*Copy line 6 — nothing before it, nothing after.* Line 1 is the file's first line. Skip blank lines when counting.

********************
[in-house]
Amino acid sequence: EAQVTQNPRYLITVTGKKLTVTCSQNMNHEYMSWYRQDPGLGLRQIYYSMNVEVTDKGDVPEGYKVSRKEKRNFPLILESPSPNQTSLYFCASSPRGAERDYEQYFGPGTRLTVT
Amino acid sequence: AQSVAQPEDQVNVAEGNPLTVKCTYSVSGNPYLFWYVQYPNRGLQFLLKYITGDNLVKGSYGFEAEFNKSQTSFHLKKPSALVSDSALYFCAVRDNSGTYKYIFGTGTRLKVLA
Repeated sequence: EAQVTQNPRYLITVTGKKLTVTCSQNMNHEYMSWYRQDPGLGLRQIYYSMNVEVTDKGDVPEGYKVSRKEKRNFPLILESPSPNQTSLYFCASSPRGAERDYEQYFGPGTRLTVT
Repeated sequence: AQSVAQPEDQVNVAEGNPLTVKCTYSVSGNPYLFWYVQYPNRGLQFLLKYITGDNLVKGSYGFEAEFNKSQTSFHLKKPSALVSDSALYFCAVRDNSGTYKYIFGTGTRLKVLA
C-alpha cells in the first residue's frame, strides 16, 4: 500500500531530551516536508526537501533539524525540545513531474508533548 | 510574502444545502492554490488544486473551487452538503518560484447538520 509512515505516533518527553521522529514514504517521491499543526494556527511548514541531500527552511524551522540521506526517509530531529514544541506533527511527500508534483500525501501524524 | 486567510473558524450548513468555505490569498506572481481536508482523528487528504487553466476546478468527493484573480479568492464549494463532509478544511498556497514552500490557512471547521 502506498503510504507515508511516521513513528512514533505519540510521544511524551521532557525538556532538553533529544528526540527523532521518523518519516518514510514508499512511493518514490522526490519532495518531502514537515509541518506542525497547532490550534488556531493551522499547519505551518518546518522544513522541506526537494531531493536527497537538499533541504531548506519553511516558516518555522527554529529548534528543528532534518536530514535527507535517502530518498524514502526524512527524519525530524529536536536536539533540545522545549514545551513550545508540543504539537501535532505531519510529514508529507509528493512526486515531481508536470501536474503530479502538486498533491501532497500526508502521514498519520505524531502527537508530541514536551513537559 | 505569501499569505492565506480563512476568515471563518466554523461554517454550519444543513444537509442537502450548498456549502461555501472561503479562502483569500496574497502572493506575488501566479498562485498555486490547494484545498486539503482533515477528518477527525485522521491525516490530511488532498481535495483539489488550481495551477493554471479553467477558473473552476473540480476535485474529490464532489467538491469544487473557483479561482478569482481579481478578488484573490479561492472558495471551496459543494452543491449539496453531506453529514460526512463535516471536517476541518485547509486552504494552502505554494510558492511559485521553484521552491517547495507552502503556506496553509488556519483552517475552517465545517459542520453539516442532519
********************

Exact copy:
C-alpha cells in the first residue's frame, strides 16, 4: 500500500531530551516536508526537501533539524525540545513531474508533548 | 510574502444545502492554490488544486473551487452538503518560484447538520 509512515505516533518527553521522529514514504517521491499543526494556527511548514541531500527552511524551522540521506526517509530531529514544541506533527511527500508534483500525501501524524 | 486567510473558524450548513468555505490569498506572481481536508482523528487528504487553466476546478468527493484573480479568492464549494463532509478544511498556497514552500490557512471547521 502506498503510504507515508511516521513513528512514533505519540510521544511524551521532557525538556532538553533529544528526540527523532521518523518519516518514510514508499512511493518514490522526490519532495518531502514537515509541518506542525497547532490550534488556531493551522499547519505551518518546518522544513522541506526537494531531493536527497537538499533541504531548506519553511516558516518555522527554529529548534528543528532534518536530514535527507535517502530518498524514502526524512527524519525530524529536536536536539533540545522545549514545551513550545508540543504539537501535532505531519510529514508529507509528493512526486515531481508536470501536474503530479502538486498533491501532497500526508502521514498519520505524531502527537508530541514536551513537559 | 505569501499569505492565506480563512476568515471563518466554523461554517454550519444543513444537509442537502450548498456549502461555501472561503479562502483569500496574497502572493506575488501566479498562485498555486490547494484545498486539503482533515477528518477527525485522521491525516490530511488532498481535495483539489488550481495551477493554471479553467477558473473552476473540480476535485474529490464532489467538491469544487473557483479561482478569482481579481478578488484573490479561492472558495471551496459543494452543491449539496453531506453529514460526512463535516471536517476541518485547509486552504494552502505554494510558492511559485521553484521552491517547495507552502503556506496553509488556519483552517475552517465545517459542520453539516442532519